Yes, the purchases we make must function suitably, but the respective designs we choose – their colours, textures and shapes – are a reflection of ourselves, the concepts we open our eyes and minds too, and the pleasure we take in broadening our perspective beyond the homogenous.
Like you, we value good design; it’s influence extending from the typography we choose to the tones, materials and finishes on all of our packaging (read more about this here). Extending from this is a growing appreciation of art, both within Chāmpo and the wider society in which we reside – whether it’s via the prints that adorn our walls, the images shared on social media, the artistic direction chosen for our photography, or simply doing it the old fashioned way and visiting a gallery.
Alongside this, there has, quite remarkably (and certainly not too soon), been a disproportionate rise of interest in female artists, both established and emerging, as more of us come to realise the value of these treasures – both culturally and financially. An expert on this topic, we speak with Dr John Paul Rollert, art curator and established scholar at Harvard University and The University of Chicago.
> Are more of us now embracing art as part of increasingly progressive lifestyles, finding art out there for every taste?
Absolutely! For me, one of the best parts of the rise of social media is the opportunity it provides people to share art, both that which they make as well as the works they appreciate and even acquire. We have all looked over the shoulder of someone on a train or at the airport while they flip through pictures and wondered, “Wow, I wish I knew who that artist is”. That sense of wonder has always been with us, but we no longer need to go to a museum to rediscover it. Such pleasure is right in the palms of our hands.
> With the recent emphasis on female equality, empowerment and celebration across the business, music and film worlds, is ‘now’ the ideal time for female representation in art?
No doubt, the art market for women artists has never been hotter, and this is largely due to the fact that women have been too long overlooked (in art as well as in so many other professions). Women have been producing art for as long as there has been art to produce, but so many wonder women artists are finally getting their due, with the effect that contemporary women artists are finally getting the kind of spotlight they have long deserved.
> Is this rising interest led by an overall increasing interest in art, or is it directed more towards political, cultural and environmental representations?
We are in the midst of the democratisation of the art world, a realm (in the West) that has long been a nearly exclusive bastion of men. When you have more artists of all persuasions, and when their art is in the public eye, it shows the broader public that there isn't any one type of person properly disposed to be an artist. That has the effect of not just opening the doors to more artists; it widens the franchise of art lovers, too. Yes, larger social and political currents may bring them to the art, but the quality of the work is what keeps them returning to the gallery.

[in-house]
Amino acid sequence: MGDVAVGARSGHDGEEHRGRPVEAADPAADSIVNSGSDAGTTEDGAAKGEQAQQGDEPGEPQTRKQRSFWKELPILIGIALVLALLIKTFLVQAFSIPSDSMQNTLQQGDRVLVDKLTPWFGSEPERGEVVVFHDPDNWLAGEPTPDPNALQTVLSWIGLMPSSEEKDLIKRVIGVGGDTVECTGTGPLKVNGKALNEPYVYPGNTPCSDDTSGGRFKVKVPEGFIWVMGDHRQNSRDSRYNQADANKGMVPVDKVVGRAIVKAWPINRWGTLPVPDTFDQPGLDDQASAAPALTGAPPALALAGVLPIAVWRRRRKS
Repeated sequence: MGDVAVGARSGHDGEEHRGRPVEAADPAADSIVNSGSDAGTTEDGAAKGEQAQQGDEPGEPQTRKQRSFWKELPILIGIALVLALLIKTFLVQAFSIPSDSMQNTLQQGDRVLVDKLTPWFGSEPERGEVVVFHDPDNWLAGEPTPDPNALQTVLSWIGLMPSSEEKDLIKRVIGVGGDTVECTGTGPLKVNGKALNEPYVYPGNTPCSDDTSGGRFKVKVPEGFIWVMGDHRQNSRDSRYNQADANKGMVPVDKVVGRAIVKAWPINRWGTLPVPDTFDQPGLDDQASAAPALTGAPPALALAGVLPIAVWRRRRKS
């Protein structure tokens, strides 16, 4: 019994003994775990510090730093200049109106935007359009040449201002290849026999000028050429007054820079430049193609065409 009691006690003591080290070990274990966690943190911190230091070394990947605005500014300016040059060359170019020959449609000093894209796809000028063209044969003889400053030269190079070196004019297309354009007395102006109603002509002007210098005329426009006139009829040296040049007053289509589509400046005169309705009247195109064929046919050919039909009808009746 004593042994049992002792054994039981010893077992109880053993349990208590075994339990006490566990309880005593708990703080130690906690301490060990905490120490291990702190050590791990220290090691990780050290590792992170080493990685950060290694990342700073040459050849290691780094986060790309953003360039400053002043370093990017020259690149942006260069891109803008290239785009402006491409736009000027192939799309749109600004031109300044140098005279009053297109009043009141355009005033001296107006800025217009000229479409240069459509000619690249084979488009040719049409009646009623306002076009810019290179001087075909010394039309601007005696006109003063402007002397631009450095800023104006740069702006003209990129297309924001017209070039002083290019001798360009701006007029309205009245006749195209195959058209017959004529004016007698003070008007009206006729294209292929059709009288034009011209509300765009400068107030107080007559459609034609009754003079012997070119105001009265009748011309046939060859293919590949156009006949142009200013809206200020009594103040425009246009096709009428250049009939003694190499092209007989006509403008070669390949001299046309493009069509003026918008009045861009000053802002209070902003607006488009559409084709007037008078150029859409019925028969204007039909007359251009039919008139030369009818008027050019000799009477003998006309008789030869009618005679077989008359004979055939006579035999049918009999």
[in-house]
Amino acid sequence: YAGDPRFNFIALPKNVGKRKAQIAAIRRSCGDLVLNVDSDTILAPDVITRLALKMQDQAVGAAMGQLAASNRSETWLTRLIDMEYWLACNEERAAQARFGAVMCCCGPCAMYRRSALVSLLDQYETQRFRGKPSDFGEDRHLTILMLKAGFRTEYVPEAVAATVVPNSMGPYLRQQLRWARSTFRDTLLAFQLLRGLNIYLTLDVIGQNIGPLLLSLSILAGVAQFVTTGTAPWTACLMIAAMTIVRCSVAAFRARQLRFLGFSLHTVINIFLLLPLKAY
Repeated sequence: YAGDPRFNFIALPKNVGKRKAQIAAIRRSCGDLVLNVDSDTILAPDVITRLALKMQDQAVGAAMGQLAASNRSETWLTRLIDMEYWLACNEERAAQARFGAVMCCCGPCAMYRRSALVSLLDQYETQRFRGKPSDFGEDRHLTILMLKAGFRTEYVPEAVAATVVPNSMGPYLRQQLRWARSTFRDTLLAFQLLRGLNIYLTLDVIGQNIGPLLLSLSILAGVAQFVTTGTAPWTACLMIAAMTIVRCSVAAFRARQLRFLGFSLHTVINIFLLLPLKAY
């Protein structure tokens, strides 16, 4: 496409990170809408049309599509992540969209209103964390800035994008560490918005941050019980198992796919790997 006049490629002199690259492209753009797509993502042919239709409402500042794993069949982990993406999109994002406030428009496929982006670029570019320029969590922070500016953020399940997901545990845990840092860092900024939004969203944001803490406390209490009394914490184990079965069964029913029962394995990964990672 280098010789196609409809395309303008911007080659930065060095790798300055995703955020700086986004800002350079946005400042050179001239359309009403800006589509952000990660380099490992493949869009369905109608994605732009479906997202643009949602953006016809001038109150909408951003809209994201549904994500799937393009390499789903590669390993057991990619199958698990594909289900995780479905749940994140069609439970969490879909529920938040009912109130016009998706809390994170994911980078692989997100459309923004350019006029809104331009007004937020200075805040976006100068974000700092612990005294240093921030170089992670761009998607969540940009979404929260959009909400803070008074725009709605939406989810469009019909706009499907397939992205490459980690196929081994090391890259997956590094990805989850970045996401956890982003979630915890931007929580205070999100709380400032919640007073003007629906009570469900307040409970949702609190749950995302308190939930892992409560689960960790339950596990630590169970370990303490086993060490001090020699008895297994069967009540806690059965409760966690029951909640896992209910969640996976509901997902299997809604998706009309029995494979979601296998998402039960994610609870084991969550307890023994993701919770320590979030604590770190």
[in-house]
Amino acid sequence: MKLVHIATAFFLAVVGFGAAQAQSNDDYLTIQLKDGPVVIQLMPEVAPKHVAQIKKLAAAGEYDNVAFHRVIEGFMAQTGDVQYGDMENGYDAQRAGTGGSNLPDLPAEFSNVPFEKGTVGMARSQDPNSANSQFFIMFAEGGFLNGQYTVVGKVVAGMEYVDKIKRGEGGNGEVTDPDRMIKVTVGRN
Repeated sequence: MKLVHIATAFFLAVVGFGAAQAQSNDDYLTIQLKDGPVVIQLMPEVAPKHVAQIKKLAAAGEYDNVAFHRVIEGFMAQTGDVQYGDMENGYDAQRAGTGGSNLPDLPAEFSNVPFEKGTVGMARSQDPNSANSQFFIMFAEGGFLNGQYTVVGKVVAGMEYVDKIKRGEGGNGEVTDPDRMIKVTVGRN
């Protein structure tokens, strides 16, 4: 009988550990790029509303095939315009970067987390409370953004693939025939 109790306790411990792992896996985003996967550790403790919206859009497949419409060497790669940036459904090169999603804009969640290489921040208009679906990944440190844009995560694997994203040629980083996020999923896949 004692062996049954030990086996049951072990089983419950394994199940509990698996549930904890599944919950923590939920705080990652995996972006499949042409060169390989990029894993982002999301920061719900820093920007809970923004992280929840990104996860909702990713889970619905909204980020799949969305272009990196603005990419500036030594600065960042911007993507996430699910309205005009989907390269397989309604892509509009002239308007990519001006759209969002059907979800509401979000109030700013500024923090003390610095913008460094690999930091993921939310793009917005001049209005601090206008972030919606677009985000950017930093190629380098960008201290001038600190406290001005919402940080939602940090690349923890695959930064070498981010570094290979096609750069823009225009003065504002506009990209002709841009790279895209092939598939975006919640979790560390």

> Has the interest stemmed from appreciating already established female artists, emerging newer artists, or both?
Both trends are clearly at work. Websites like Artsy have made access to art more user-friendly while introducing the public to a wider array of artists. No longer do we have to make our way to the Tate, MOMA or the Louvre – we can browse untold artwork from the comforts of our homes, finding artists we should have heard of long ago, as well as those making their debut.
> Might the increasing financial independence of (Western) women also impact this trend?
It is no doubt true that women are buying more art today than ever before. They are also helping to shift, renew, and extend the canons of taste. Artists who passed away decades ago, like Anne Ryan and Gertrude Abercrombie, are being rediscovered, while dynamic younger artists, like Njideka Akunyili Crosby and Lina Iris Viktor, are getting the enthusiastic recognition they absolutely deserve.
> The National Gallery, Barbican and Saatchi all recently opened high profile female-led exhibitions, exhibition dominated social media. This shows real promise for female artists… though have smaller, independent galleries long been champions?
To a degree this is true, but, alas, such galleries are not on the radar of most people who are interested in art. Yes, there have always been the boutique galleries who have their devotees, but it is nice to a see major museums devote valuable space to women who deserve a turn in the spotlight.
> Should we focus on female artists, drawing attention to their historical under-representation? Or should we view art in general, equally positioning male and female artists alongside each other?
We can do all of these things. In a recent show I curated for London's Amar Gallery, ‘Hiding in Plain Sight’, we brought together nearly a dozen women from the American Abstract Expressionist Movement, with almost all of the works from the 1950s and '60s. Yes, our aim was to present this rarely told tale from the most important movement in modern American art, but there was also good reason to put these women together as they all knew one another and were often responding to each other's work. No doubt, the value of any art must be the work itself, first and foremost, but once that's established, there are more stories to tell. The work of women as women in the art world is one of them.
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